Tuesday, June 19, 2012
I just wanted to share some stories that I read over the weekend about bullying in schools and my thoughts on them:
Texas Teacher Had Kids Hit Alleged Bully
In this first one, a Kindergarten teacher was having a problem with a 6yo boy in her class being a bully to the other children. Her (with the collaboration of another teacher) solution: line all the children up in the class and order them to smack the bully so he can see what it's like. If she didn't feel that they hit him hard enough they were told to "Hit him again. Harder!" At first thought this seems like the old "Hit 'em back!" advice, right? Yeah, I don't think so.
It would be a totally different (non-newsworthy) story had that teacher advised those children to stick together when they are getting bullied by him and stand up to him; a great lesson on the power of sticking up for what's right and working together for the good of all. But her method sends a completely different message; if you have power you can make anyone do anything, even things that they don't think are right and don't want to do. You see, there were many children in the class that did not want to hit him - his friends and some others that just did not want to hit someone - even if a person of authority told them they should, they knew it was wrong. But they did it, not because the teacher convinced them it was OK or even the right thing to do, but because she had authority over them and they have been trained to obey or face consequences; and look at the type of consequences this teacher chooses to use.
This teacher will not be charged with any type of abuse charges. She was put on "Administrative leave" - she's still getting paid but not working in the classroom - for now. Like someone else pointed out, if a mother can be charged for arranging a fight between her daughter and another that has been bad-mouthing and essentially verbally and emotionally bullying her then why is this any different.
You know the worst part is that when I read this story I was not the least bit surprised. Pissed off that there are people this ignorant who are training this generation of our country, frustrated at the system that protects these teachers but not the students, irritated that I am spending any of my time as I sit here with my children (who are safe and never for one moment doubt that they are loved and important while they are being educated) thinking of the people that protest our decision to homeschool even though there are stories like this daily, and some very close to home that we have heard from friends whose children have suffered abuse at the hands of a teacher. But absolutely not surprised.
Let's look at a situation like this in our homeschooling. If there is a child that is physically or verbally assaulting my child, more than likely I or another mother will be nearby and will stop it immediately. If another mother is nearby and does not stop it and I hear about it later, I would go and talk to that mother about it. If the child still continued to be hurtful to my child then I would take him or her out of the situation where they would have to be around the bully if I were not present.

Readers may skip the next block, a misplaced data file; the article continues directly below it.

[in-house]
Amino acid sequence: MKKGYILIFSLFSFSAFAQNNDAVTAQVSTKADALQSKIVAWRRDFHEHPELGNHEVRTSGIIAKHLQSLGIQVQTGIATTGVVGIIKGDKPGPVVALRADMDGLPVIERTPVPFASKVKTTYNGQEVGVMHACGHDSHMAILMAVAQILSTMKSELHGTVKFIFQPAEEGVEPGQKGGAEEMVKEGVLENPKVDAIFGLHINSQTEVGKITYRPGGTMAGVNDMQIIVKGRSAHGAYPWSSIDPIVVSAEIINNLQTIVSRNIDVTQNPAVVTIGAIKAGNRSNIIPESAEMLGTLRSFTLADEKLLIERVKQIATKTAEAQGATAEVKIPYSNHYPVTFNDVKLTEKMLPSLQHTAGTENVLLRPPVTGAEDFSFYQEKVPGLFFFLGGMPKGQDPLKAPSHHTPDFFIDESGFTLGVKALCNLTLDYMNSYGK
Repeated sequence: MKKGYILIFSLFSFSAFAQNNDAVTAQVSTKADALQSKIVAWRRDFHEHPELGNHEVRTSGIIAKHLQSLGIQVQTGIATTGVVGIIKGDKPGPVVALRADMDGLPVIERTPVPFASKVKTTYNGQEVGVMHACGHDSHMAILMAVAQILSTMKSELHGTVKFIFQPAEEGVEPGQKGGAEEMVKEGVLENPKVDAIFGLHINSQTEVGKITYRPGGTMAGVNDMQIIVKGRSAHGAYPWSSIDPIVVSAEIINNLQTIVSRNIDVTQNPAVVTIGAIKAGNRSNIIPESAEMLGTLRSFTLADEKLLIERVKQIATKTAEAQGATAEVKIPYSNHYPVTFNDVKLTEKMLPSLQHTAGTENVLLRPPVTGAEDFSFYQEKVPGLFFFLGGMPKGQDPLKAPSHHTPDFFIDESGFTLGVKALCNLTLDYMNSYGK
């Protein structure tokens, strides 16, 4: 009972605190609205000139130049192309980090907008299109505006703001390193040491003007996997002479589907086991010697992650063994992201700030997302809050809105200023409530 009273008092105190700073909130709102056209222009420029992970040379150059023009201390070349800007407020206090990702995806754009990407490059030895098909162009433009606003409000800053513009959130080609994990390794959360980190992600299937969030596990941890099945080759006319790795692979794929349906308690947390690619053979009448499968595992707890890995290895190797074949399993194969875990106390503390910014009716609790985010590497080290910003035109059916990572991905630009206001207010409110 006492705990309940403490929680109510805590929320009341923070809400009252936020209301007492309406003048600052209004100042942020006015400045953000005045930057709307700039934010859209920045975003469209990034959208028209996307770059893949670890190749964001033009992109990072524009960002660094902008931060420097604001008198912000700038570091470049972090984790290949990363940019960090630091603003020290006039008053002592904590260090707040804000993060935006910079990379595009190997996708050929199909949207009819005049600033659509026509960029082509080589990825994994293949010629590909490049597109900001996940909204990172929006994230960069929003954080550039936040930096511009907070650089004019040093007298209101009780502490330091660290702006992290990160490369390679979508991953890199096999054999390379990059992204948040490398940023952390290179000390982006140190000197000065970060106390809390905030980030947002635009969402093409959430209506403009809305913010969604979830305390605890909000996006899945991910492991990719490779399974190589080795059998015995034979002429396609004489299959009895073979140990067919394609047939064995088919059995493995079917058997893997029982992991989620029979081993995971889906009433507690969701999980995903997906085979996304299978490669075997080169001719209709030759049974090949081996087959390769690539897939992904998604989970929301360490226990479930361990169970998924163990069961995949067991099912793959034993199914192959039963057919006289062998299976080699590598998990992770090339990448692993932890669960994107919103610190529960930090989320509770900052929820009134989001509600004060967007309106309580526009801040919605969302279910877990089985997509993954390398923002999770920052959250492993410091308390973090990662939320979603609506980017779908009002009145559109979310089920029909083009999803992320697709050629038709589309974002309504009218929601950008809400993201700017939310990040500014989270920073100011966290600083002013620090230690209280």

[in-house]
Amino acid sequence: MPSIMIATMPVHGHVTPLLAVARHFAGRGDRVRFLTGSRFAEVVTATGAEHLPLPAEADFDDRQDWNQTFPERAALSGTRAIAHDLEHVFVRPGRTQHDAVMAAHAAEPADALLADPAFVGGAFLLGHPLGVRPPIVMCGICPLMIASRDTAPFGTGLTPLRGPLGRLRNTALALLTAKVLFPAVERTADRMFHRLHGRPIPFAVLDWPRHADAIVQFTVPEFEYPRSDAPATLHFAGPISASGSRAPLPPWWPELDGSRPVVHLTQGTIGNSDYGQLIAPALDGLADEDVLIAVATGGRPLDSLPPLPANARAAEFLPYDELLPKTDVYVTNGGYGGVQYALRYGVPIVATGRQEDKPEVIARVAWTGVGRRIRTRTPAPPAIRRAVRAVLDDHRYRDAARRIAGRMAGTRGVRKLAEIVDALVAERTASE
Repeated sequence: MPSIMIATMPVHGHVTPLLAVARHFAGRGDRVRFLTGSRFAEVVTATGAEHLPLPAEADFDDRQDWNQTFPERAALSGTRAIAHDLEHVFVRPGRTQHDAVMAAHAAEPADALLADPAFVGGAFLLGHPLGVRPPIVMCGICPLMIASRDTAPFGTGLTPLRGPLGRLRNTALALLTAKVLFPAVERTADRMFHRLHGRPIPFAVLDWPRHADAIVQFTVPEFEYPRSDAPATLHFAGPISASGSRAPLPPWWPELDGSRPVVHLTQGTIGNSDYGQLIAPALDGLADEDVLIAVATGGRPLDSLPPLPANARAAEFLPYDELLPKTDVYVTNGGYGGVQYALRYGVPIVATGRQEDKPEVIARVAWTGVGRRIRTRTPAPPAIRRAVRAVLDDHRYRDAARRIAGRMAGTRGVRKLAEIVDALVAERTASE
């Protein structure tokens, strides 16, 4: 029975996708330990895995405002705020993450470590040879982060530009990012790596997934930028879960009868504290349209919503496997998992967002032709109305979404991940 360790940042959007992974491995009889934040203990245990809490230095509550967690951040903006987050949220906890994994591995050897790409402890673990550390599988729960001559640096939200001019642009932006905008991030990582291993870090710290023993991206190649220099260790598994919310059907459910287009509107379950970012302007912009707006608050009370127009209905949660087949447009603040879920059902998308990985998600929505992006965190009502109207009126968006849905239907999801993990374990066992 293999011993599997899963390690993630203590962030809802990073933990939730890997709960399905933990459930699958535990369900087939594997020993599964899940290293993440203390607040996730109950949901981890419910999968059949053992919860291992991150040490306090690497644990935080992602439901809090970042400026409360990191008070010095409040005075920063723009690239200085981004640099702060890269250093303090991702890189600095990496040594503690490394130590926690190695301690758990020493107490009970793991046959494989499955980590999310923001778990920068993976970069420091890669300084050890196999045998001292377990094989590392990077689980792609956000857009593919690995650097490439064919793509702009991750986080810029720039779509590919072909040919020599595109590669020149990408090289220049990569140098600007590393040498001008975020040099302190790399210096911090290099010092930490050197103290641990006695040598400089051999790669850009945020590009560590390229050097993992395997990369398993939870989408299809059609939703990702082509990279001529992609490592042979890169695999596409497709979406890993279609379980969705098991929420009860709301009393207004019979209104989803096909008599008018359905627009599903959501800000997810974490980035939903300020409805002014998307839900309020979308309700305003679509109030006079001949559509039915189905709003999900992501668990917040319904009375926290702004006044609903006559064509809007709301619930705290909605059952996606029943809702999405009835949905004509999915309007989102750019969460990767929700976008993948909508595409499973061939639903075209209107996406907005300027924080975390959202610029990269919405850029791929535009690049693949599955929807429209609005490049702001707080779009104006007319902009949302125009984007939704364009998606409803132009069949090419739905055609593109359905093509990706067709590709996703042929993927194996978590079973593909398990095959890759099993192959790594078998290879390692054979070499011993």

And very simply, if it were my child doing the bullying and I saw it he would be disciplined immediately and I would be sure to keep a watchful eye out so that it could not become a habit. And if I did not witness it I sincerely hope that another parent - or even the other child - would come to me as soon as they could and let me know.
I can hear the arguments already:
"But you can't protect your child forever."
"They will have to stand up to bullies someday."
"That's just the way life is, they need to learn to not be so sensitive."
I do tell my children that they are completely within their rights to stand up to bullies. But some children just have a different nature. I was a very sensitive child (except to my sibling, I had not problem standing up to them) and I just could not figure out what to say or do when confronted. My oldest son has no problem standing up to people but my daughter is more shy and will generally come to me crying if she feels like someone else is belittling her. I think it is completely different when we are talking about kids and adults.
A child is forced into a situation and can feel helpless. Like there is no way out. As an adult we always have a choice. If you are in college and get picked on you can figure out a way to stand up to the person/people or you can move dorms, or switch classes, or even switch schools, or leave school altogehter. We may think, "Why should I have to do that? I am not doing anything wrong and I shouldn't give the bully the satisfaction of seeing that they got to me." True, nobody should have to do that, but the point is you have a choice. You can do one of the above or you could choose to endure the bullying. The same goes for work. You may be forced to work with certain people but you are not forced to keep that job. You always have a choice. Children in schools don't. Unless they have a parent or someone else that cares for them to stand up for them and help them either find a solution to their problem that actually works for them, or get them out of that situation.
And that brings me to the second article.
He's Bullied, But He's Still Got to Go to School!...Doesn't He?
Actually, NO! He doesn't! And isn't that wonderful?!